The reason is that the need of the media to capture attention of a large audience outweighs its sincere desire to educate and/or influence that audience. The news media is a business. Like all businesses (even non-profits) it must generate revenue. For the media this means selling advertisements.  Most reporters and pundits have a want to educate and inform. Some seek merely to entertain or inflame. All of them, however, have a need to bring an audience to their advertisers. This means the stories they put forward need to excite their audiences enough so they can be exposed to the advertising that creates the revenue the media owners expect. (In this admittedly cynical view, the reporters and pundits are the equivalent of the brokers – it all begins with a sale).

In-depth stories examining the subtleties of a complicated issue like health care reform are not very exciting to a broad audience. Further, most reporters and pundits lack the expertise to examine the subtleties of health care reform. That’s not a put down as it’s not their fault. They need to be generalists and understanding health care requires specialized knowledge. Even those who truly understand the intricacies of the issue face a serious problem, especially on television: the need to break for commercials every few minutes. It’s tough to maintain a narrative when your presentation is constantly being interrupted to sell cars, prescription drugs or cleansers.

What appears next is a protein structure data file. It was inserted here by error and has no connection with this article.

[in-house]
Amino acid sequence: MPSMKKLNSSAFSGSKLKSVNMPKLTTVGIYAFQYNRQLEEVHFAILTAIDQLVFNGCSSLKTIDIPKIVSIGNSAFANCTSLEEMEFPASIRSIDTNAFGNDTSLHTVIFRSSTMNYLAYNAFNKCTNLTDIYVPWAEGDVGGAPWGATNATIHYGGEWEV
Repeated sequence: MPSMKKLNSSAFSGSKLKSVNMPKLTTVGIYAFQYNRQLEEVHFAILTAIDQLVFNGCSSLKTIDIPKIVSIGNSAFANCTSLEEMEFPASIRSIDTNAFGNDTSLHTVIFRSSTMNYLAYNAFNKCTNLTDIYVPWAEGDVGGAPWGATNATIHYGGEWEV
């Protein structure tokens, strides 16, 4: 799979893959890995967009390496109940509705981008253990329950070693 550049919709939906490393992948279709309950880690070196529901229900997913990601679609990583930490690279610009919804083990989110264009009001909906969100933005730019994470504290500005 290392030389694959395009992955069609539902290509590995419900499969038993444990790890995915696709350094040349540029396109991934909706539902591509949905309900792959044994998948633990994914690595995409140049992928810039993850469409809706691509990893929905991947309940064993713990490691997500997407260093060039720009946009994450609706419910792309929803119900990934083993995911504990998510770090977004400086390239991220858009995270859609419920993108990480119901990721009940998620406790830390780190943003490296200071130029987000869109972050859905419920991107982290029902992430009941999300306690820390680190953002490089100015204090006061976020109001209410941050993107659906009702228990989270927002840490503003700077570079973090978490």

What does excite people is conflict. Which is why the media loves a good fight. Conflict requires good guys and bad guys, winners and losers. So instead of exploring the nuances of how a health insurance exchange might work (or what challenges it may face) or how the governments Medicare and Medicaid reimbursement policies increases the cost of private health insurance, the press focuses on the political maneuvering of the day. Broad statements by lawmakers go unchallenged because there’s simply not enough time (or expertise ) to challenge them. Instead, the best sound bites of the day are played and discussed in an echo chamber designed to amplify any conflict – or to create conflict where none exists.